Thursday, July 07, 2011

Guest Blogger Maggie Mendus: In Praise of Poetic Structure

NOTE: Today's guest blogger is poet, author, & blogger Maggie Mendus . I first met Maggie at a writer's workshop I taught. She has relentlessly pursued her passion: writing and publishing poetry. 

Maggie is "a poet who writes to heal." A retired language arts teacher and a pianist, she is published in "The Eclectic Muse," "Romantics Quarterly," "Harp Strings," "Poets’ Forum Magazine," and "Sandcutters." She and her husband live in the wooded dunes of Lake Michigan. She is the author of Broken Consciousness

Wait, don’t go anywhere. Just because you might not read poetry written in the classic forms doesn’t mean we can’t be friends. I mean it. I was taught to write poetry in traditional forms, and I know the trend these days is free verse, sometimes very free.

Oh, I’ve been to those readings where some bearded guy with dreads sways in front of an audience, eyes closed, head thrown back, the dramatic glissando of his voice sliding between whispers and shouts. I try, but can’t follow his train of thought, and I don’t like being aboard trains that might derail. He’s a performance poet, for sure.

Now I have nothing against beards, dreadlocks, performance poets, or (well-written) free verse. But hey, what I’m hearing has to make some sort of sense. And these dudes go off down winding paths of wild emotion. Their angry tirades, political ravings, and decadent wanderings into love and sex never make sensible circuits with beginnings, middles and ends.

I keep an open mind. But traditional verse met me on the road and we became friends. No, the French villanelle wasn’t easy at first. But reading villanelles (same form as Do Not Go Gentle into That Good Night by Dylan Thomas) ignited something in me. I wanted to write one, too.

Why am I attracted to the difficult? Believe me when I tell you that my first attempts were macaroni and cheese compared to a delicate soufflĂ©. But the detailed rhyme scheme kept my attention, and after a lot of blood, sweat, and tears I produced one, an original expression that obeyed the structures the villanelle imposes. I felt as if I’d passed some sort of test with flying colors.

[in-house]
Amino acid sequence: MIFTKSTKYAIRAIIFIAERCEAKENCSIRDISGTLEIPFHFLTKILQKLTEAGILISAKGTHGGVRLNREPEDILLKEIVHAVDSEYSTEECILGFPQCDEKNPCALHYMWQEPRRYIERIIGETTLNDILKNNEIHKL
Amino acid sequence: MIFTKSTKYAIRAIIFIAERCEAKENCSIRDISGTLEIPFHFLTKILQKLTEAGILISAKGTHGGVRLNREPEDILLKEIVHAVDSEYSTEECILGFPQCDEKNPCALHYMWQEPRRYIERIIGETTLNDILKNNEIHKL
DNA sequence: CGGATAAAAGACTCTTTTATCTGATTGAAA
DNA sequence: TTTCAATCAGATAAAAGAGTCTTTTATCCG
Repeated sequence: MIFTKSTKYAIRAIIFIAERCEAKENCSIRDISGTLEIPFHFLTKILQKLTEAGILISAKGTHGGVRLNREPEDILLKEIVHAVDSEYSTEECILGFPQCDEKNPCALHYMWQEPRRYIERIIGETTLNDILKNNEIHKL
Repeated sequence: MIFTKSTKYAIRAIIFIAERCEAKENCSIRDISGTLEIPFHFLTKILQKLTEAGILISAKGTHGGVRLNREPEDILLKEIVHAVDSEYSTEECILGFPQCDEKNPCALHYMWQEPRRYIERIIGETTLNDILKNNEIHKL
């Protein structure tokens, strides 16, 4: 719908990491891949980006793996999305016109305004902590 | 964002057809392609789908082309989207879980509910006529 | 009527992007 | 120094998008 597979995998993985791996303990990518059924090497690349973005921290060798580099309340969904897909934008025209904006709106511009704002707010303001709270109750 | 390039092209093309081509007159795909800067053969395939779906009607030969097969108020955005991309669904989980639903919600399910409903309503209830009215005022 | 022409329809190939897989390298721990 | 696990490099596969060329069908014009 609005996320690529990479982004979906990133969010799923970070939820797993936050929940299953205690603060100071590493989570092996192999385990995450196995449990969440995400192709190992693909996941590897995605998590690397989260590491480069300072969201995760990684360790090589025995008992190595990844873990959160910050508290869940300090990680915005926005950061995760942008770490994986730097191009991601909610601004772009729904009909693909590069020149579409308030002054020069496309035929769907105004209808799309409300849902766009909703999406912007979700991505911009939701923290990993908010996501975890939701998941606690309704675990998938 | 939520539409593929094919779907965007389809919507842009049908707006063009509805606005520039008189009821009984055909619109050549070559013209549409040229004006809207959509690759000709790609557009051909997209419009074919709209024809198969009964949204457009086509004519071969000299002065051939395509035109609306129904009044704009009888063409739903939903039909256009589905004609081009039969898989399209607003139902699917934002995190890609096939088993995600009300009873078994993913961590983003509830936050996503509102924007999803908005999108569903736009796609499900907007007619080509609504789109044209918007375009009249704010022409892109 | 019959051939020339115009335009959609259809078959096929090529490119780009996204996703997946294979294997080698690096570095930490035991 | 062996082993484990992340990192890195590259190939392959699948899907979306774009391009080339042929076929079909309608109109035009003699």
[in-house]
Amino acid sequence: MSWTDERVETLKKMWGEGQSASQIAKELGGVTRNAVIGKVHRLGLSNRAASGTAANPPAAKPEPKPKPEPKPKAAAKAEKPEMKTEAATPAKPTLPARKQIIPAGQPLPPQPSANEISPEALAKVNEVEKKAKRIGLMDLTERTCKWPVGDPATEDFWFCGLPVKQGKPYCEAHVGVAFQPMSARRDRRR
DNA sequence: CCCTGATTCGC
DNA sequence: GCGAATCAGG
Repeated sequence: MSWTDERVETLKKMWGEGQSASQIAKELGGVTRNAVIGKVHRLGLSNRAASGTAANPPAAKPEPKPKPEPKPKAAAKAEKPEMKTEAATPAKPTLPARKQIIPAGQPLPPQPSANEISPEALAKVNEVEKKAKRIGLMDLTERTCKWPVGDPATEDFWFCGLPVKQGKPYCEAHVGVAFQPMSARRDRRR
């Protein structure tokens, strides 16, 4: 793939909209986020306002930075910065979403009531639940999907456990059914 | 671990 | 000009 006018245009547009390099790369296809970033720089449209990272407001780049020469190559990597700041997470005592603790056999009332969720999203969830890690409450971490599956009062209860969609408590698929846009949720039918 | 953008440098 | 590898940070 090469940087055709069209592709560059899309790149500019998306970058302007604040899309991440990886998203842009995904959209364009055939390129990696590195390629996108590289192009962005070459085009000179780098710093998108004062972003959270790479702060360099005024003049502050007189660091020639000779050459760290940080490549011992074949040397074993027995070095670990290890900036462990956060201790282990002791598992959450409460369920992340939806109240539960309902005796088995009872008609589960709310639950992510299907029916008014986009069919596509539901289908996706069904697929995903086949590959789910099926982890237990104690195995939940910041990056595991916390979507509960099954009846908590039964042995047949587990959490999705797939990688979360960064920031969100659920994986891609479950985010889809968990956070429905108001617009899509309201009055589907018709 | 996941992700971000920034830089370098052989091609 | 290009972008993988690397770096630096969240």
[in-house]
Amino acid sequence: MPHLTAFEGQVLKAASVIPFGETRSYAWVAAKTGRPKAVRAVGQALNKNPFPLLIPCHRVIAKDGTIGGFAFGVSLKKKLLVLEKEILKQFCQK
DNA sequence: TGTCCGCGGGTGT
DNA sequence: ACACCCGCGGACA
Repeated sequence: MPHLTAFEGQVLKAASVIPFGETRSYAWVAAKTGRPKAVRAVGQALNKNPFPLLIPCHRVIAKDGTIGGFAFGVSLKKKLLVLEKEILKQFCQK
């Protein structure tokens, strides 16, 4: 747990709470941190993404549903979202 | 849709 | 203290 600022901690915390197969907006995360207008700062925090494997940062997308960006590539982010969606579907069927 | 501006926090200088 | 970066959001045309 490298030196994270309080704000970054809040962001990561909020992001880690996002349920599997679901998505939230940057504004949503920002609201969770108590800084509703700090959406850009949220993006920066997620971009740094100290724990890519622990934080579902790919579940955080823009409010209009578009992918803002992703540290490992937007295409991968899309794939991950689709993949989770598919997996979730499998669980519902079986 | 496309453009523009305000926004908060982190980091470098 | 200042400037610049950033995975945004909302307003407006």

"Poetic fences create boundaries." Photo by Jane M. Sawyer.
Of course that motivated me to write more, and the villanelle became my favorite form. Practice, like keeping my fingers nimble for the piano by playing scales, aims me toward success. I find the sonnet more challenging, but I like writing anaphora and terza rima. I write triolet, rondeau, pantoum, and other formal verse, finding that structure is freeing. Poetic fences create boundaries, and in traditional verse a line is just that, an exact number of syllables, a particular rhythm, a certain rhyme.

This quest urges me ahead and keeps me writing. In early March I published a book of 52 poems, BROKEN CONSCIOUSNESS: Reflections of an Epileptic , and all but one are in traditional form.

Why not try your hand at a poem in one of the classic forms? A great guide is Lewis Turco’s The Book of Forms , a worthwhile tool. Like me, you might resist….at first. But who knows? Also like me, you may become hooked. 

A final word from Ami: I share Maggie's love of structure in writing. Some of my most rewarding writing is done within a strict structural framework. What are your thoughts? Are you a classicist? A student of structure? Or a proponent of chaos? Weigh in with your comments below. Extra points for comments written in structured verse.


Amber said...

compile me a poem
the puzzle completed when
words snap into place

Ami Hendrickson said...

Bonus points for you for your lovely haiku!